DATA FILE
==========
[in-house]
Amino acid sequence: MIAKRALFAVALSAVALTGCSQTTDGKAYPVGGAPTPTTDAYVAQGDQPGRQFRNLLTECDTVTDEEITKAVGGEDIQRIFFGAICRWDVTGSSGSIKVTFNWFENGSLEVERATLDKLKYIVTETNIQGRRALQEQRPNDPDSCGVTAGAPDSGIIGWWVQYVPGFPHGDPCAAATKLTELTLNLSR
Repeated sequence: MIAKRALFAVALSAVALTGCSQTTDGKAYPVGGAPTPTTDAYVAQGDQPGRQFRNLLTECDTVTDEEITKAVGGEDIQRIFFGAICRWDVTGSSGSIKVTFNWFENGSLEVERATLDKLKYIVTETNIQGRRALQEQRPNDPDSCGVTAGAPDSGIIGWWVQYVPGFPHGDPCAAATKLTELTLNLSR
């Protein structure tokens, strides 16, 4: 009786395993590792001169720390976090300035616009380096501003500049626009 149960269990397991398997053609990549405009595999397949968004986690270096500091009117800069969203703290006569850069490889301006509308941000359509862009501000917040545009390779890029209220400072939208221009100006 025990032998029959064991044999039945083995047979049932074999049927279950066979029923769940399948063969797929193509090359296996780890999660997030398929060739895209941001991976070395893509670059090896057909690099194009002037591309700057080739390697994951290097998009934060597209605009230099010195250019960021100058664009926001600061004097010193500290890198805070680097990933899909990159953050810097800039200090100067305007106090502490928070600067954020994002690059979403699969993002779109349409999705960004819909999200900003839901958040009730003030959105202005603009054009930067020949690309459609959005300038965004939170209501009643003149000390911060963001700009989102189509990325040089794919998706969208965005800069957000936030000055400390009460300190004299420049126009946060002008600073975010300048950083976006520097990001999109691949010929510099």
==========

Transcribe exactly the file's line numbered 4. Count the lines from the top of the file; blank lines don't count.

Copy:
């Protein structure tokens, strides 16, 4: 009786395993590792001169720390976090300035616009380096501003500049626009 149960269990397991398997053609990549405009595999397949968004986690270096500091009117800069969203703290006569850069490889301006509308941000359509862009501000917040545009390779890029209220400072939208221009100006 025990032998029959064991044999039945083995047979049932074999049927279950066979029923769940399948063969797929193509090359296996780890999660997030398929060739895209941001991976070395893509670059090896057909690099194009002037591309700057080739390697994951290097998009934060597209605009230099010195250019960021100058664009926001600061004097010193500290890198805070680097990933899909990159953050810097800039200090100067305007106090502490928070600067954020994002690059979403699969993002779109349409999705960004819909999200900003839901958040009730003030959105202005603009054009930067020949690309459609959005300038965004939170209501009643003149000390911060963001700009989102189509990325040089794919998706969208965005800069957000936030000055400390009460300190004299420049126009946060002008600073975010300048950083976006520097990001999109691949010929510099």